Interest rate derivative: In this case the underlying will be the interest rate, prices of interest rate instruments, or interest rate indices. This is financial derivative contract and is comparatively of recent origin. Such derivatives can be ether interest rate futures or interest rate options. Future contracts are available on Government of India securities, Treasury bills and MIBOR while options are available on Government of India securities only.


Credit derivatives: In case of a loan transaction, the biggest risk the lender faces is the risk of payment default by the borrower. To mitigate this risk the concept of credit derivatives has been evolved and has become popular since 90s. A credit derivative acts as an insurance policy and helps the lender to transfer the risk on a credit asset to another party. Banks, hedge funds, insurance companies, pension funds, and other corporates are the usual participants of credit derivatives market.


Classification based on parties’ rights: Derivatives can also be classified based on the rights and obligations of parties involved in the contract.


Forwards and futures: A forwards and futures contract gives the buyer a right to buy an asset at a pre-agreed price at a future date. Between forwards and futures, former is more flexible contracts while the latter is a standardised contract traded in exchanges. In case of forward derivatives, parties to contract can customize the underlying asset, price, date and other obligations to their requirement which makes the derivative more flexible. 


Options: An option derivative is a contract wherein the buyer gets a right and not an obligation to buy or sell the underlying asset on or before a specified future date (expiry date) at a specified price. At the same time, the option creates a corresponding obligation on the option seller, that is, option writer, to fulfil the transaction (to sell or buy) if the option buyer exercises the right. An option can be call option or put option. A call option gives the buyer the right to buy the underlying asset whereas a put option gives the buyer (of the option) to sell the underlying asset on a specified date.


Swaps: Swap derivative is a transaction wherein two parties to a contract agree to swap (exchange) liabilities or cash flows from separate financial instruments for a given period of time. Swaps are used to hedge against interest rate risk or speculate currency fluctuations. Today swaps are one of the most heavily traded financial derivatives in the world.


Classification based trading platform: Derivatives can also be classified based on where they are traded:


Exchange traded: As the name itself suggests, exchange traded derivatives are those derivatives that are traded on specialised derivative exchanges or other exchanges. For example, National Commodity and Derivatives Exchange (NCDEX) provides platform to trade in commodity derivatives while National Stock Exchange (NSE) allows trading of stocks and stock derivatives. Since 2000, both NSE and BSE have been trading in derivatives. Today, India is one of the most successful developing countries in terms of a vibrant market for exchange traded derivatives.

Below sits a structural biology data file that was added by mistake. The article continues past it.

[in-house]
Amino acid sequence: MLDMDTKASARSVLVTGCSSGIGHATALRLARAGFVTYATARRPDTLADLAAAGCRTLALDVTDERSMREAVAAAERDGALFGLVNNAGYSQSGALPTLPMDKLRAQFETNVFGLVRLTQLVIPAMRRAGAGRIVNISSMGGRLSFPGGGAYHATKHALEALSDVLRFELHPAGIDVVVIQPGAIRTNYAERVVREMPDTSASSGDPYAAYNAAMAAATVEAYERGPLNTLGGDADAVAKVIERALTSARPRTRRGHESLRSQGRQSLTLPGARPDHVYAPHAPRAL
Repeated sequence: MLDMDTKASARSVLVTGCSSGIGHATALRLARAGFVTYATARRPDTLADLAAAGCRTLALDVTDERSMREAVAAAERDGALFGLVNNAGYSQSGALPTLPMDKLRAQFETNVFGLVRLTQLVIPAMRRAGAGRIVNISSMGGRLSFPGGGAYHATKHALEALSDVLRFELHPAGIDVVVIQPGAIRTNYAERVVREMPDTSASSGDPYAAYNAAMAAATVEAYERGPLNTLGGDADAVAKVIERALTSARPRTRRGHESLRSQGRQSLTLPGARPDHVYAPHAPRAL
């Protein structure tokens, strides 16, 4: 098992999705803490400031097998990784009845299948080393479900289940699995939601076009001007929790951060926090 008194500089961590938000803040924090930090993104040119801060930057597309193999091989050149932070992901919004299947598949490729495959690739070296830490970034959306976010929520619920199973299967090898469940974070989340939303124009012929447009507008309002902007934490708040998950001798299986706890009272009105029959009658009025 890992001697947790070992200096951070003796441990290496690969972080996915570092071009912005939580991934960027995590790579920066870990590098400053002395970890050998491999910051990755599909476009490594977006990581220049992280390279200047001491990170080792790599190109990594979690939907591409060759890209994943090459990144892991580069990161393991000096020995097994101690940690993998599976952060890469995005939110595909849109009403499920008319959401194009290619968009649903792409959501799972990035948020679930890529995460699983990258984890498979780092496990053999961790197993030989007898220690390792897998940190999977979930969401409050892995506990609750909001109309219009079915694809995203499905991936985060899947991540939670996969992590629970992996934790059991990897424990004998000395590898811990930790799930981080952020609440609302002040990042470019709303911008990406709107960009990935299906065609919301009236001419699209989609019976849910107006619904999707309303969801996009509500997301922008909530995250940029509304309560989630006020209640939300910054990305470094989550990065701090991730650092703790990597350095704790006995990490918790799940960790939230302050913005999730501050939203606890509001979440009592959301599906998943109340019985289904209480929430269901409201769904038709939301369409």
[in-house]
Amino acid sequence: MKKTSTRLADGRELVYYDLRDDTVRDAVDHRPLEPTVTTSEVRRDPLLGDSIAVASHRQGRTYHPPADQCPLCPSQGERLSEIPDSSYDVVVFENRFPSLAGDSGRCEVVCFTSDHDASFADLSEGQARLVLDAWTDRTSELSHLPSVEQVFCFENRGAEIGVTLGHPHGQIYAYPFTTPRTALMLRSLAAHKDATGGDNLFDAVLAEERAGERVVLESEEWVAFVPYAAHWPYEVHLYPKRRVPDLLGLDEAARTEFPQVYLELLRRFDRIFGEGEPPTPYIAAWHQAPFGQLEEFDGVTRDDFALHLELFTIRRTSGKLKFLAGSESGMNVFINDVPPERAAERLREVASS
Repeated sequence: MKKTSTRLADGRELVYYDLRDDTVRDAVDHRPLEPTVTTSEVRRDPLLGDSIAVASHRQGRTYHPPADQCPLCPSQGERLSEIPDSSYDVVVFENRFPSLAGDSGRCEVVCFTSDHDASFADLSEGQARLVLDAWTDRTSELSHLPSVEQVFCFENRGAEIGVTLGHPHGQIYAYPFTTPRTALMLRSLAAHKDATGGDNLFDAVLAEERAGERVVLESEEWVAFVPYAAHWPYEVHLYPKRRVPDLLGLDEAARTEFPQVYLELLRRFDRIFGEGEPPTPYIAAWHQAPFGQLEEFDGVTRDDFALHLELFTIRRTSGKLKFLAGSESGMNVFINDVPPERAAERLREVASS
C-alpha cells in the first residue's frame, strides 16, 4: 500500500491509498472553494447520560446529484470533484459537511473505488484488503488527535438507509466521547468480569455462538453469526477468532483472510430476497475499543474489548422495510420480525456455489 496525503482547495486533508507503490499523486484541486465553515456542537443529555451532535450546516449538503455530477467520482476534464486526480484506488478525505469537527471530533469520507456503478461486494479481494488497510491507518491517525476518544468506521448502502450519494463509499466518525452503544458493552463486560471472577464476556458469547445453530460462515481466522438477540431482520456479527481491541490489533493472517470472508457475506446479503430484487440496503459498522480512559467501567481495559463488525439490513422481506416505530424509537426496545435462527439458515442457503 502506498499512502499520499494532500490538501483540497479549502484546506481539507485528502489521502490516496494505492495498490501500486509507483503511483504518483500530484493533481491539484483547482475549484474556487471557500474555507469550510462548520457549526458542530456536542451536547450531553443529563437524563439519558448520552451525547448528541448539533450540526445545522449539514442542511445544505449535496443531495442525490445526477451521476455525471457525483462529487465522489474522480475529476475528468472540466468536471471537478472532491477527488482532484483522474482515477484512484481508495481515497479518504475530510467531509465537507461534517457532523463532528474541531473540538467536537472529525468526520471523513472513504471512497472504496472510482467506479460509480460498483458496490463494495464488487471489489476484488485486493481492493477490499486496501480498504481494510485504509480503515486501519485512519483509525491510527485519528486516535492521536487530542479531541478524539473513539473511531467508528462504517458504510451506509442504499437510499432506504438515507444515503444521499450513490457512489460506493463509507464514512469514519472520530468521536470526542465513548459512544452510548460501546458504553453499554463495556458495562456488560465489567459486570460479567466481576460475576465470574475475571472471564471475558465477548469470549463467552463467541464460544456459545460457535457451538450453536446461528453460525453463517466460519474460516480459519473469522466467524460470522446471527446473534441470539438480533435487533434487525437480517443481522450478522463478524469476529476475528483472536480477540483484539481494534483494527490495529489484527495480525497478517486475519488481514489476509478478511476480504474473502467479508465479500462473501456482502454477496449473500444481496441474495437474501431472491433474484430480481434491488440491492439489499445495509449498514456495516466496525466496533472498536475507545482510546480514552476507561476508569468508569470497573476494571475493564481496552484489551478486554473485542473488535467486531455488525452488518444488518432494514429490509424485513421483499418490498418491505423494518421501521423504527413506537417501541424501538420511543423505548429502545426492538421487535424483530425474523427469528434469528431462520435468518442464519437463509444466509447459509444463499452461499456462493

Over the counter (OTC) derivatives: OTC derivatives are traded directly between the parties without going through an exchange. Mostly, products such as swaps and forward rate agreements are traded through OTCs. These are mostly unregulated markets as the details of deals are not usually made public. In India, onshore OTC markets in equity derivatives are not permitted while offshore OTC trades take place through Participatory Notes and Offshore Derivative Instruments.  


Regulated derivatives market is good for growth of financial markets as they provide hedging opportunities to the participants. With India becoming the focal point of global economic growth, there is bound to be increased overseas financial activities on Indian assets which is evident with the rising activities in derivatives in Indian rupee and Indian stock index, Nifty in recent years.   

Frequently Asked Questions

What is the difference between stocks and stock derivatives?

Stock derivative derives its value/price from the underlying stock. Thus, it’s the stock price that moves stock derivative’s price and not vice versa. 


Why do people trade in derivatives?

People trade in derivatives either to hedge their equity positions or for speculation purposes. 


Whether derivative trading is allowed in all the listed stocks?

No. Stocks are chosen for derivative trading based on certain criteria. For example, NSE selects stocks (for derivatives) from the top 500 stocks in terms of average daily market capitalization and average daily traded value in the previous six months on a rolling basis.


Whether a separate account needs to be opened to deal in stock derivatives?

Not necessary. You can play in stock derivatives in your normal stock trading account. However, normally brokers ask for additional information such as IT Return acknowledgement or Bank Statements before activating the derivative segment in your account.